Saline Peak, Sugarloaf Peak, Providence Mountains, Mount Moriah, Needles Eye, Mohave Peak, Mormon Peak
By: Bob Sumner
The dust storm hit us with surprising ferocity. From the cozy confines of my Cherokee, I watched lawn chairs, styrofoam ice chests, and trash go flying past. The disrobed humans soaking in the Saline Hot Springs hunkered down or went running for cover, as each deemed appropriate. With wind gusts like this, an evening campfire was clearly out of the question. Dusk slowly cloaked the valley as I sat back and sipped a microbrew. I was glad to be a spectator rather than a participant in this unexpected spectacle.
Early the next morning, Erik Siering and I drove several miles up the road to the Saline Peak roadhead. Under gray cloudy skies we quickly ascended the 7063’ summit to surprisingly good views of the Saline Valley and snow-dusted Inyo range. After traversing over to 6548’ Blacktop, we carefully descended a treacherous chalk ridge to view the outstanding petroglyphs in Chalk Canyon. I was not aware of it at the time, but my quest for the Miserable Seven had begun. The Miserable Seven, so named by Doug Mantle in the March 1993 edition of The Desert Sage, are a group of peaks that were considered for list addition that year. “Conspirators seek to mutilate the DPS, driven by boredom”, stated Mantle. Intrigued, I voted for all 7 peaks, though they were soundly defeated in the subsequent election. I’m sure Doug’s letter in The Sage contributed to their defeat, much to the chagrin of the would-be mutilators.
Having completed The List and the Desert Explorer Emblem, I too was driven by boredom to see what these obscure corners of the desert had to offer. Over several seasons, the remaining six miserable mountains beckoned me into more adventures.
Sugarloaf was purported to be “a challenging dayhike”. The route up Lost Spring Canyon was nice enough, including interesting rock formations, burro trails, flitting birds, sun-dried gourds, and early-blooming flowers. The shady slot at the spring was especially pretty. But the peak itself was a decomposing crud pile, mitigated only by the pleasant views from the top. This ankle-twisting jaunt checked in at 12 miles, not 22 as some have suggested. Challenging — no, tedious — yes. While Sugarloaf offers some unique desert hiking, it’s not on my “repeat” list.
Providence Point was a keeper. The Dale Van Dalsem route up the east ridge (Sage 219, May 92) is worthy. The terrain transitions from scrub & cactus to pinyon & boulders in a steep mile. Summit views are far-ranging and include DPS peaks in almost every direction you look. It certainly seems like a listable peak, and is some distance from Edgar and Mitchell, but is it far enough away from these two to warrant addition? Perhaps.
The next batter to step up to the plate was Moriah. Following Mark Adrian’s route (Sage 221, September 92), I was pleased to partake in this high Great Basin beauty. The road to this trailhead is not particularly pleasant, but once on the trail you enter a world of aspen and pine before emerging onto a picturesque plateau peppered with bristlecones. East Ord should have it so good. The 12,067’ summit of Mt. Moriah proffers splendorous views not offered by other DPS peaks (except possibly Wheeler). if this peak wasn’t so far from LA, it would have been listed long ago.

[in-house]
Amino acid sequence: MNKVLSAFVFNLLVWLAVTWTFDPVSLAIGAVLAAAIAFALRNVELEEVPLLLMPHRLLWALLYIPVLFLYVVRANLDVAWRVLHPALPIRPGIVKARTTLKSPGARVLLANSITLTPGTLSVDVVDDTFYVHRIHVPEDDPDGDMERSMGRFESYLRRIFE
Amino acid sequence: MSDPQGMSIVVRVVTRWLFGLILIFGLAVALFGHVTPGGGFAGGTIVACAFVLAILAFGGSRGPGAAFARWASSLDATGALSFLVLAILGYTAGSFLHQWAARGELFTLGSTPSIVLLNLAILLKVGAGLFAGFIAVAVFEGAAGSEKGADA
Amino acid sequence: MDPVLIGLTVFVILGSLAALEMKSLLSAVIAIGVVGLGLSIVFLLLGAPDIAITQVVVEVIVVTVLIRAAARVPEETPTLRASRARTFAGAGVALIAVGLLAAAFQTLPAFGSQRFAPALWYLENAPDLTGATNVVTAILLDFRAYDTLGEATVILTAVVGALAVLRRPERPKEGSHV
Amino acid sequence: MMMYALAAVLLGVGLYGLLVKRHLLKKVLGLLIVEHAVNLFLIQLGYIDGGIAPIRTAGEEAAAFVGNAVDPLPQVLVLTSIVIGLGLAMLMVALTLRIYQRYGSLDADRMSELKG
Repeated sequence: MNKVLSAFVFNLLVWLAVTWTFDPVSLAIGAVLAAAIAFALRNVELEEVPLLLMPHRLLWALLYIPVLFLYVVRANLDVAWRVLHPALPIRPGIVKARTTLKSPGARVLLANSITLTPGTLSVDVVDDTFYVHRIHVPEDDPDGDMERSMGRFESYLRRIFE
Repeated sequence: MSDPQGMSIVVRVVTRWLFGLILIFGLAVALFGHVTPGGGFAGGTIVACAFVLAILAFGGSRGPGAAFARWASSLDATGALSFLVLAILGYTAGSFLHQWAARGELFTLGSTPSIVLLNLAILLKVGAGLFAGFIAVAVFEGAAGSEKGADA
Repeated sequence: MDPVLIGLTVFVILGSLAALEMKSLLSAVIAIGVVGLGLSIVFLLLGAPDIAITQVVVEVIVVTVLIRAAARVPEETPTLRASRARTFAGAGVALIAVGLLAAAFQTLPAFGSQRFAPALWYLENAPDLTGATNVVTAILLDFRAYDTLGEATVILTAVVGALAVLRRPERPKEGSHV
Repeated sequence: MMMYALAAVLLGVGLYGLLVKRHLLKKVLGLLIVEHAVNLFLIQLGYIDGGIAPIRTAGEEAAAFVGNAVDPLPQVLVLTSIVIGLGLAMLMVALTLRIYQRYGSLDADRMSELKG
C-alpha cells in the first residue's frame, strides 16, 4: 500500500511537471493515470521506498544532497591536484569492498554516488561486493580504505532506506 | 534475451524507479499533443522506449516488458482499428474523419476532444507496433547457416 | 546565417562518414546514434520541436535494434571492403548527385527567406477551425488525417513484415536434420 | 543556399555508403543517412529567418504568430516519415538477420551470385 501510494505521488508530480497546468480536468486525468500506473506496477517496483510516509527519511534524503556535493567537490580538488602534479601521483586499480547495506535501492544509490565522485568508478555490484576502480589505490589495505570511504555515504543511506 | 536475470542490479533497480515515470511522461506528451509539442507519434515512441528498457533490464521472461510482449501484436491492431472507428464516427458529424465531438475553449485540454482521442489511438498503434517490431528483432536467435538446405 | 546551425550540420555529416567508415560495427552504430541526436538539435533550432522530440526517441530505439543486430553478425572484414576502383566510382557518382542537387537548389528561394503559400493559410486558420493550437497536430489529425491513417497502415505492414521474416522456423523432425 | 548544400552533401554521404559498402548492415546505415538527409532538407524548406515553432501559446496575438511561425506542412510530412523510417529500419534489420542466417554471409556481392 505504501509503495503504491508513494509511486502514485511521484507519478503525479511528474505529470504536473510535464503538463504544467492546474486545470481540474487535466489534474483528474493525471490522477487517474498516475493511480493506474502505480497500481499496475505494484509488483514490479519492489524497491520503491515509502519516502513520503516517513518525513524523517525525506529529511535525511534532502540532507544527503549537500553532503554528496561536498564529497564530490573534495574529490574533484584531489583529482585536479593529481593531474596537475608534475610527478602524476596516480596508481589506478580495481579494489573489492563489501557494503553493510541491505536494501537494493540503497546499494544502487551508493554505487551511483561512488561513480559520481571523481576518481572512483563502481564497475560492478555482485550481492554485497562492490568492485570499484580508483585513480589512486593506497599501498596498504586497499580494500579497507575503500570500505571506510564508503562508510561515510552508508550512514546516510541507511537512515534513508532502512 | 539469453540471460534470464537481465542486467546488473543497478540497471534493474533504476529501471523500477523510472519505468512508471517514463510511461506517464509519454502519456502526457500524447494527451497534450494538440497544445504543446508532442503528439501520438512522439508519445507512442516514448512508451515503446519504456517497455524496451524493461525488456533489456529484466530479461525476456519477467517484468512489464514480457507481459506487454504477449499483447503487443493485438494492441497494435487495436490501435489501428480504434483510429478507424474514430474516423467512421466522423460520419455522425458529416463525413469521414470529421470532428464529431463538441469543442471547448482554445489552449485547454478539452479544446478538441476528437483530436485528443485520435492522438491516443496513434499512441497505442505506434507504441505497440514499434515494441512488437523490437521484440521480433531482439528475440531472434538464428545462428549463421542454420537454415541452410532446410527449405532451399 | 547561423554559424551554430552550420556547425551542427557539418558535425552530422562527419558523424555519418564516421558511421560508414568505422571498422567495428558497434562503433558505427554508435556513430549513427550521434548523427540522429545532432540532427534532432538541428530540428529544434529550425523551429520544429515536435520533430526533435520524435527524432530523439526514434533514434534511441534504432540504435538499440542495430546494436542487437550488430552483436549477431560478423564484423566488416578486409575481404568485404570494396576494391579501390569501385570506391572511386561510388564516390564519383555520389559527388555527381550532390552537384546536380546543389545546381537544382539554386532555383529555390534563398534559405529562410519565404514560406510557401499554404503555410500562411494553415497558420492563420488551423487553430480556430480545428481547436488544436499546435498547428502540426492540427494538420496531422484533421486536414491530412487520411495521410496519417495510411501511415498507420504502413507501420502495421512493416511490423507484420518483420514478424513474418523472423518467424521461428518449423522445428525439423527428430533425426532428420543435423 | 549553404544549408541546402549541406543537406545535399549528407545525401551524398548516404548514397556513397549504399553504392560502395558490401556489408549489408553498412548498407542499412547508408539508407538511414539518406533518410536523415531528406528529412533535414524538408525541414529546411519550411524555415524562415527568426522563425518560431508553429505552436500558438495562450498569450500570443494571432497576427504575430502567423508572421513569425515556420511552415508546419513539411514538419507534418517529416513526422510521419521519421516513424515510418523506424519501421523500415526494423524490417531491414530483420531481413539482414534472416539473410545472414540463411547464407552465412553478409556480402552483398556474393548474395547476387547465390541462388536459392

Needles Eye and Mohave Peak were also among the proposed Seven. Most reports have these two nice Sonoran desert beasties located on the Yuma Proving Grounds military base. While Needles Eye represents a small incursion, Mohave is a full five miles into the base. Is it just me, or does the thought of tangling with a military at war not seem sensible. . .or maybe miserable? No thanks, I don’t need another Maturango or Argus.
The Miserable Seven ended like it started, with Erik accompanying me on a remote romp, this time to Mormon Peak (7414’). On the approach drive we ended up camping adjacent to seemingly deserted railroad tracks. A bright idea if you like numerous trains thundering by throughout the night (which we didn’t). The peak however, was a proper conclusion to the Miserable Seven. The desert was coated in a cacophony of spring flowers. The route sampled numerous vegetation and rock zones. Far-ranging views from the summit were happily imbibed and led to speculation of “what is that one out there. . . .“ Like its partner in crime Muddy, Mormon is list-worthy but hasn’t yet been captured.
The Miserable Seven had its highs and lows. Not all should be on The List, or anybody’s list for that matter. Sauntering the far reaches of the Southwest had it pleasures and pains, unexpected delights and jagged punctures. But being out there, anywhere, is far more important than any piece of paper. Even if its our piece of paper.
The Miserable Seven:
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